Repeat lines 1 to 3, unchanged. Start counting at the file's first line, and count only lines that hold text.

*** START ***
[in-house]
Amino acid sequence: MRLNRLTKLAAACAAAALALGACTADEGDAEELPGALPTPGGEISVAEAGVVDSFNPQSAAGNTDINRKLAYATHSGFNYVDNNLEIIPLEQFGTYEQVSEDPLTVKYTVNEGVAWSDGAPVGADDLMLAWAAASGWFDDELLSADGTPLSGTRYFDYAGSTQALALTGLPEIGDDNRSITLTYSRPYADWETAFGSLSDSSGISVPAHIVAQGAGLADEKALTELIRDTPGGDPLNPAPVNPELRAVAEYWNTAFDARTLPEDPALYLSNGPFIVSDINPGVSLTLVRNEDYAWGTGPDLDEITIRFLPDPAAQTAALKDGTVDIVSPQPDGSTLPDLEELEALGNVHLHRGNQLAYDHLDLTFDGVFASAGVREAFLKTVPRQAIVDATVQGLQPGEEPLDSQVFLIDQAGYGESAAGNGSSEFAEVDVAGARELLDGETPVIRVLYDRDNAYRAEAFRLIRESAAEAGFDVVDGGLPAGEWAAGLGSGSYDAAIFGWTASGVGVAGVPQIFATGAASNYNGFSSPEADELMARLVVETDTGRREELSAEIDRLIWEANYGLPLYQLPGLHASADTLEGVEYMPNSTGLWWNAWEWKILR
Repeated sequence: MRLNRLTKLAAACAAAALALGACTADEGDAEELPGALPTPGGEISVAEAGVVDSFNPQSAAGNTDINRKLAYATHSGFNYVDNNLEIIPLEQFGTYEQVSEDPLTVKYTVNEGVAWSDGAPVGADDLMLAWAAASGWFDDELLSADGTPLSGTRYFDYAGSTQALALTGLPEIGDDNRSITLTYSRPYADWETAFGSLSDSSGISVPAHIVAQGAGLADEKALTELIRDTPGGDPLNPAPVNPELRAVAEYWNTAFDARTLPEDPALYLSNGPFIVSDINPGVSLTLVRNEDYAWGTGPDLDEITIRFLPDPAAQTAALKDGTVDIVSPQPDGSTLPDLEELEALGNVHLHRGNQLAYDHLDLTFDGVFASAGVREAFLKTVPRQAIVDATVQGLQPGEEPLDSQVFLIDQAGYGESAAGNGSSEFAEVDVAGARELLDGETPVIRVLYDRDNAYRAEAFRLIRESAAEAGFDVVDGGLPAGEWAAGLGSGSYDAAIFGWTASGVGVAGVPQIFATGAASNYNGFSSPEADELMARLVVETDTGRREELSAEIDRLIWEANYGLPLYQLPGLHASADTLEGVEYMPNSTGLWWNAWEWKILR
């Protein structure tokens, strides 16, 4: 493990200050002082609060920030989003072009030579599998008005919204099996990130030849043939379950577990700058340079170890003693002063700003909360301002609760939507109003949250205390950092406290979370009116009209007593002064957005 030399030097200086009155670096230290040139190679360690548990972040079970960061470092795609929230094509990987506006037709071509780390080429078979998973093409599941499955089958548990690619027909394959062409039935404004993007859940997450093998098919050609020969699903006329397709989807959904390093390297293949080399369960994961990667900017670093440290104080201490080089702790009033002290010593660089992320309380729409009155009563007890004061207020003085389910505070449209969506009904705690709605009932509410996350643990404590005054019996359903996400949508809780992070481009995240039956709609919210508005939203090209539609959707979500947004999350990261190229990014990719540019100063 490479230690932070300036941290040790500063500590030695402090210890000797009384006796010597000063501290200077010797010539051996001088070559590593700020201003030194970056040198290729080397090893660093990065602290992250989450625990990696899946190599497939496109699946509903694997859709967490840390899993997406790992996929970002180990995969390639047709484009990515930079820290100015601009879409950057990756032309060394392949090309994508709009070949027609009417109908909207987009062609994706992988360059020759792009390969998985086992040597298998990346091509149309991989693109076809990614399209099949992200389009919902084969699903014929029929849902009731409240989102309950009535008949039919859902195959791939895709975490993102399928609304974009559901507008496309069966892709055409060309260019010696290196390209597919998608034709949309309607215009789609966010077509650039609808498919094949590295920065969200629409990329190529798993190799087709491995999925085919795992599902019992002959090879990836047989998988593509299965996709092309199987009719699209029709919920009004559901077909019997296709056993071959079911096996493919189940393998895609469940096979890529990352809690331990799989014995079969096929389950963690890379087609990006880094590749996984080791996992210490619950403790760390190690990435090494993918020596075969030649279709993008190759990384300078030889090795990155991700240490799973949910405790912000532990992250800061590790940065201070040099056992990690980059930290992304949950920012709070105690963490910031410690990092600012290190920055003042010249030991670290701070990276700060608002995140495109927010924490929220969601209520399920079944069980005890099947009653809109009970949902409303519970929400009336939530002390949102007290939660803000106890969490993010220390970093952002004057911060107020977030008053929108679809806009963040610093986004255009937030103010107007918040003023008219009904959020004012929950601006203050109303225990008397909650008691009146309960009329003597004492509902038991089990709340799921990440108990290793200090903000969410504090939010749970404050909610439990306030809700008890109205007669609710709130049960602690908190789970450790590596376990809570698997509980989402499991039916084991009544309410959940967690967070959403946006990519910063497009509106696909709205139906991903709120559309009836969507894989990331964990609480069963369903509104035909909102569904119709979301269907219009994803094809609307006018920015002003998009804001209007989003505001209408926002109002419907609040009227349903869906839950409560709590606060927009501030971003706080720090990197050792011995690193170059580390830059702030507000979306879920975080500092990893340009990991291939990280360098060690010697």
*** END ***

[in-house]
Amino acid sequence: MRLNRLTKLAAACAAAALALGACTADEGDAEELPGALPTPGGEISVAEAGVVDSFNPQSAAGNTDINRKLAYATHSGFNYVDNNLEIIPLEQFGTYEQVSEDPLTVKYTVNEGVAWSDGAPVGADDLMLAWAAASGWFDDELLSADGTPLSGTRYFDYAGSTQALALTGLPEIGDDNRSITLTYSRPYADWETAFGSLSDSSGISVPAHIVAQGAGLADEKALTELIRDTPGGDPLNPAPVNPELRAVAEYWNTAFDARTLPEDPALYLSNGPFIVSDINPGVSLTLVRNEDYAWGTGPDLDEITIRFLPDPAAQTAALKDGTVDIVSPQPDGSTLPDLEELEALGNVHLHRGNQLAYDHLDLTFDGVFASAGVREAFLKTVPRQAIVDATVQGLQPGEEPLDSQVFLIDQAGYGESAAGNGSSEFAEVDVAGARELLDGETPVIRVLYDRDNAYRAEAFRLIRESAAEAGFDVVDGGLPAGEWAAGLGSGSYDAAIFGWTASGVGVAGVPQIFATGAASNYNGFSSPEADELMARLVVETDTGRREELSAEIDRLIWEANYGLPLYQLPGLHASADTLEGVEYMPNSTGLWWNAWEWKILR
Repeated sequence: MRLNRLTKLAAACAAAALALGACTADEGDAEELPGALPTPGGEISVAEAGVVDSFNPQSAAGNTDINRKLAYATHSGFNYVDNNLEIIPLEQFGTYEQVSEDPLTVKYTVNEGVAWSDGAPVGADDLMLAWAAASGWFDDELLSADGTPLSGTRYFDYAGSTQALALTGLPEIGDDNRSITLTYSRPYADWETAFGSLSDSSGISVPAHIVAQGAGLADEKALTELIRDTPGGDPLNPAPVNPELRAVAEYWNTAFDARTLPEDPALYLSNGPFIVSDINPGVSLTLVRNEDYAWGTGPDLDEITIRFLPDPAAQTAALKDGTVDIVSPQPDGSTLPDLEELEALGNVHLHRGNQLAYDHLDLTFDGVFASAGVREAFLKTVPRQAIVDATVQGLQPGEEPLDSQVFLIDQAGYGESAAGNGSSEFAEVDVAGARELLDGETPVIRVLYDRDNAYRAEAFRLIRESAAEAGFDVVDGGLPAGEWAAGLGSGSYDAAIFGWTASGVGVAGVPQIFATGAASNYNGFSSPEADELMARLVVETDTGRREELSAEIDRLIWEANYGLPLYQLPGLHASADTLEGVEYMPNSTGLWWNAWEWKILR